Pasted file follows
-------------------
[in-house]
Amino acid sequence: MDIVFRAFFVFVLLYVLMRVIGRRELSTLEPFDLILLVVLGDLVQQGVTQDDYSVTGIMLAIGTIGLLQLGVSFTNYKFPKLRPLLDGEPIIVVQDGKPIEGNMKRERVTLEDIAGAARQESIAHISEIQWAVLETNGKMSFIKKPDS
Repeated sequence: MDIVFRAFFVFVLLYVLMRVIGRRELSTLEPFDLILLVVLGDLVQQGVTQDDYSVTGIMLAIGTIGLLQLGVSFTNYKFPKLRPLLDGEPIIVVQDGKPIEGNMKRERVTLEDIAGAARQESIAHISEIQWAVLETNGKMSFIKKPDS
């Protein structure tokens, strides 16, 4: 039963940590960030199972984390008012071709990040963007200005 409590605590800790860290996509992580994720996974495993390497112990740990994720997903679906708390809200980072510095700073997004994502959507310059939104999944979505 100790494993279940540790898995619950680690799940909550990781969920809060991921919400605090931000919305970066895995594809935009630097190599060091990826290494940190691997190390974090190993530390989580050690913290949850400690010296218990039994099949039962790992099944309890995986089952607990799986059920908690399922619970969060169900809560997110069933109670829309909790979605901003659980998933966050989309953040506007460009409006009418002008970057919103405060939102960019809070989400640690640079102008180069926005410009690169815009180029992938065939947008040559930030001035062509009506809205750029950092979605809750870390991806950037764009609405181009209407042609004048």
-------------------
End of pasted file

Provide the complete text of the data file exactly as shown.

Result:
[in-house]
Amino acid sequence: MDIVFRAFFVFVLLYVLMRVIGRRELSTLEPFDLILLVVLGDLVQQGVTQDDYSVTGIMLAIGTIGLLQLGVSFTNYKFPKLRPLLDGEPIIVVQDGKPIEGNMKRERVTLEDIAGAARQESIAHISEIQWAVLETNGKMSFIKKPDS
Repeated sequence: MDIVFRAFFVFVLLYVLMRVIGRRELSTLEPFDLILLVVLGDLVQQGVTQDDYSVTGIMLAIGTIGLLQLGVSFTNYKFPKLRPLLDGEPIIVVQDGKPIEGNMKRERVTLEDIAGAARQESIAHISEIQWAVLETNGKMSFIKKPDS
């Protein structure tokens, strides 16, 4: 039963940590960030199972984390008012071709990040963007200005 409590605590800790860290996509992580994720996974495993390497112990740990994720997903679906708390809200980072510095700073997004994502959507310059939104999944979505 100790494993279940540790898995619950680690799940909550990781969920809060991921919400605090931000919305970066895995594809935009630097190599060091990826290494940190691997190390974090190993530390989580050690913290949850400690010296218990039994099949039962790992099944309890995986089952607990799986059920908690399922619970969060169900809560997110069933109670829309909790979605901003659980998933966050989309953040506007460009409006009418002008970057919103405060939102960019809070989400640690640079102008180069926005410009690169815009180029992938065939947008040559930030001035062509009506809205750029950092979605809750870390991806950037764009609405181009209407042609004048």